The House of Death Online
Narco News Publishes Full Archive of FOIA Documents in DEA/Customs-Linked Mexico Mass Murder
By Bill Conroy
Special to The Narco News Bulletin
April 3, 2005
Drug Enforcement Administration (DEA) supervisor Sandalio Gonzalez fired off a letter in February 2005 to U.S. Immigration and Customs Enforcement officials in El Paso, Texas, that blew the whistle on an alleged cover-up within the U.S. justice system.
The letter exposed federal agents’ complicity in multiple murders in the Mexican border town of Ciudad Juárez. The homicides were tied to an investigation into Heriberto Santillan-Tabares, who U.S. prosecutors claim is a top lieutenant in Vicente Carrillo Fuentes’ Juárez drug organization.
Santillan has been charged with cocaine and marijuana smuggling along with five counts of murder. His case is currently pending in federal district court in San Antonio, Texas, and is slated for trial in May.
A confidential informant, who allegedly had attained high standing within the Juárez organization, played a critical role in snaring Santillan. The informant’s name is Jesus Contreras, who is also known by the nickname “Lalo.”
Between August 2003 and mid-January 2004, a dozen people were tortured, murdered and then buried in the yard of a house in the Mexican border town of Ciudad Juárez. Contreras, according to sources, participated in many of those murders.
The informant’s handlers, agents and supervisors with the El Paso office of U.S. Immigration and Customs Enforcement (ICE), were allegedly fully aware of the Contreras’ complicity in the murders. However, they did nothing to stop the killing for fear of jeopardizing the Santillan case and a separate cigarette-smuggling case that they were trying to make with the informant’s help.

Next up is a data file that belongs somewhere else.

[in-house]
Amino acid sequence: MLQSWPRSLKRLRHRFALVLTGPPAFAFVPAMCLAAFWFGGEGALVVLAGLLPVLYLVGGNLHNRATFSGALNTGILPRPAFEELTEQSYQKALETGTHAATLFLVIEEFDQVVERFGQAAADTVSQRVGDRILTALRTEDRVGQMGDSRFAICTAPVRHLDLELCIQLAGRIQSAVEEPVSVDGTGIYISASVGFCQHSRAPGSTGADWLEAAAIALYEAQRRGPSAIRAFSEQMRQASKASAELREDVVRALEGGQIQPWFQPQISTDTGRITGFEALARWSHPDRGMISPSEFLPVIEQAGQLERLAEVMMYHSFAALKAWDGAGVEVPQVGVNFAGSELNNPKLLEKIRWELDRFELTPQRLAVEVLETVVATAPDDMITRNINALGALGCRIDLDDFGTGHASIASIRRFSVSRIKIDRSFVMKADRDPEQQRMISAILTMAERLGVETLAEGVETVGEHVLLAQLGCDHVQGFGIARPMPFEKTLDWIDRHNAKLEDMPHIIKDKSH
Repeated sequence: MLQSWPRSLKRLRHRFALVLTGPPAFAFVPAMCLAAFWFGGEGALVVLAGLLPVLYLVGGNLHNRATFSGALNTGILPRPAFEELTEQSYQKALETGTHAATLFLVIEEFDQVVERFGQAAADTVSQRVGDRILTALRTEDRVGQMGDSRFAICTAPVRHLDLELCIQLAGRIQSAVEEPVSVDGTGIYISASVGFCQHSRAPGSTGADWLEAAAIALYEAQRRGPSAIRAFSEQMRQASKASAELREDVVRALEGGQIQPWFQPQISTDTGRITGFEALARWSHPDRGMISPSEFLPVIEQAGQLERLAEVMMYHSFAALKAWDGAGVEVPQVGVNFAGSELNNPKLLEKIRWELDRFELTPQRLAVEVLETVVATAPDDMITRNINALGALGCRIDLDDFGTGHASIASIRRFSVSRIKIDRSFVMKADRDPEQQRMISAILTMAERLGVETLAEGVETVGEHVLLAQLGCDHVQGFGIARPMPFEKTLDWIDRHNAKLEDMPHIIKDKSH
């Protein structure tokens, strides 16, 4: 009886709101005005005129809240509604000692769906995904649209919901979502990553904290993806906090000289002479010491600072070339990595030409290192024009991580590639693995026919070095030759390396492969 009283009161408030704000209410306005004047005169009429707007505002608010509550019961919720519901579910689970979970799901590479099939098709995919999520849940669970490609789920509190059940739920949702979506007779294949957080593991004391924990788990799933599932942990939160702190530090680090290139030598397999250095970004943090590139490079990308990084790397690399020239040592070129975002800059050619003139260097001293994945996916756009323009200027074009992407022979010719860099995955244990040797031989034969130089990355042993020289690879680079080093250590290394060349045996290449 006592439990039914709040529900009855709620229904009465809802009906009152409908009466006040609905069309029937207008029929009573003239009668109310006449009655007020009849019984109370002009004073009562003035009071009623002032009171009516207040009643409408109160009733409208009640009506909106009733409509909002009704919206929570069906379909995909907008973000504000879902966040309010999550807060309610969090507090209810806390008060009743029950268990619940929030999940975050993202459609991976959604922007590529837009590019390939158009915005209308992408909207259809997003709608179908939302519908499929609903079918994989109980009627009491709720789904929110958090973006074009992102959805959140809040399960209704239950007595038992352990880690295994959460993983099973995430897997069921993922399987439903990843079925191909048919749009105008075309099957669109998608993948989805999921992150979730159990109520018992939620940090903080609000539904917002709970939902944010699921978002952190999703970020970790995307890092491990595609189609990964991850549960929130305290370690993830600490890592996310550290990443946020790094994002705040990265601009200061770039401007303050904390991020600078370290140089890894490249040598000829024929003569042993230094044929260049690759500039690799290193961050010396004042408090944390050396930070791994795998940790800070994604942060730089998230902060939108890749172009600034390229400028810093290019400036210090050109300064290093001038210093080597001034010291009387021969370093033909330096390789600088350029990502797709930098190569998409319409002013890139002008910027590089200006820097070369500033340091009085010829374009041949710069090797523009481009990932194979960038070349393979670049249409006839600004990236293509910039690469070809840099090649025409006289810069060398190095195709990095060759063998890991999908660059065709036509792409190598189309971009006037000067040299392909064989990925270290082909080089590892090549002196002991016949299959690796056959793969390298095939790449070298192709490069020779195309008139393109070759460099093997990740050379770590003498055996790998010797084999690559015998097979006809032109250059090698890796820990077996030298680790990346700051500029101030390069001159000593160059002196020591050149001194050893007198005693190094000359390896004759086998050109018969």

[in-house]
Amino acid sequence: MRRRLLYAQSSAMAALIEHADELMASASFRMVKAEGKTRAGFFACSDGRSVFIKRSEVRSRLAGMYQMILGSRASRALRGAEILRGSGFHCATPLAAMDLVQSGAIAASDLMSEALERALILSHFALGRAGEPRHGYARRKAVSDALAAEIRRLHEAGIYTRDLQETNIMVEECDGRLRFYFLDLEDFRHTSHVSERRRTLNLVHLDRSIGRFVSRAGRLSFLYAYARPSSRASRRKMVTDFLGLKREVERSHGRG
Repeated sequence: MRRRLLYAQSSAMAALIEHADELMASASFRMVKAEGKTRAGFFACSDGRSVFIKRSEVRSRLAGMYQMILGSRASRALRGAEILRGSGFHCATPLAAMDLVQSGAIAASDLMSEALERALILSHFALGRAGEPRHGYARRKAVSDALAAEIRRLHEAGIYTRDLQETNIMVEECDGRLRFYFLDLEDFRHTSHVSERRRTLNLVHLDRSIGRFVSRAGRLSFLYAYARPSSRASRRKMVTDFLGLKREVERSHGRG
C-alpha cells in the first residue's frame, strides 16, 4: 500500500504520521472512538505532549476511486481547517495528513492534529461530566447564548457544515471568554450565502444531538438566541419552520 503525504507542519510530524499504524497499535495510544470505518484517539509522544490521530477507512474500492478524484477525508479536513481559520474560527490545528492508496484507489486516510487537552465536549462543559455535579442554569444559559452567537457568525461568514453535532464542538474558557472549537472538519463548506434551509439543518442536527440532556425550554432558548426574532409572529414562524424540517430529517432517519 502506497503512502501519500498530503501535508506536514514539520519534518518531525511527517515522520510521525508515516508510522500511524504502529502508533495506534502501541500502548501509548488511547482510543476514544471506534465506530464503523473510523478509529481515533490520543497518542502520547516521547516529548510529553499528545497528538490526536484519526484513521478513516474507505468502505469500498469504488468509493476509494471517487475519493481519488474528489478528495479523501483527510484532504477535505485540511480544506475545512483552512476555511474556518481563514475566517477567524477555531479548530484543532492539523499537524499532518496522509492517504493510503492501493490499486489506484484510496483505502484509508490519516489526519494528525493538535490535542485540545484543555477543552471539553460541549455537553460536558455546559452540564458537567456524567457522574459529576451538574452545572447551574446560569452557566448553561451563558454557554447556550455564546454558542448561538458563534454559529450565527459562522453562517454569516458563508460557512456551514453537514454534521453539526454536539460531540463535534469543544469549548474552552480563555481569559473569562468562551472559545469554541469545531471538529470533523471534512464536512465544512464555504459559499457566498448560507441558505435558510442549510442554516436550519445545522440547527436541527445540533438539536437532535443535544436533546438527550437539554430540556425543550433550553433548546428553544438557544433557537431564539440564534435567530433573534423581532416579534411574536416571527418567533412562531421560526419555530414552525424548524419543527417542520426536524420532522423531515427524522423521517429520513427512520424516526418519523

The Santillan case falls under the jurisdiction of U.S. Attorney Johnny Sutton, who is considered to be “wired” into the current Bush administration. Sutton, a former policy coordinator for the Bush-Cheney Transition Team, served as the Criminal Justice Policy Director from 1995-2000 for then-Governor George W. Bush.
Assistant U.S. Attorney Juanita Fielden – who is the lead prosecutor on the Santillan case – also worked closely with the ICE supervisors and agents who handled the informant at the center of both the Santillan and the cigarette-smuggling cases.
Gonzalez is now claiming that DEA brass retaliated against him because his letter ruffled the feathers of Sutton, a big-shot U.S. Attorney in San Antonio.
The letter represents evidence that the government screwed up, and the U.S. Attorney’s Office didn’t want that letter being thrown in their faces during a trial, law enforcement sources contend. As a result, Gonzalez was told to shut up, his work record tarnished in retaliation and the letter buried – until now.
Following are links to the actual Freedom of Information Act documents that have brought this whole matter out of the shadows and into the light of day for everyone to see.
The FOIA Documents
- Gonzalez’ Feb. 24, 2004, letter to ICE and the U.S. Attorney’s Office
- Gonzalez’ June 30, 2004, letter to the U.S. Department of Justice’s Inspector General, and the IG’s response.
- Gonzalez’ Sept. 9, 2004, complaint to the U.S. Office of Special Counsel
- The OSC’s responses to Gonzalez’ complaint
- Gonzalez’ Feb. 15, 2005, complaint to the Merit Systems Protection Board, which is still pending
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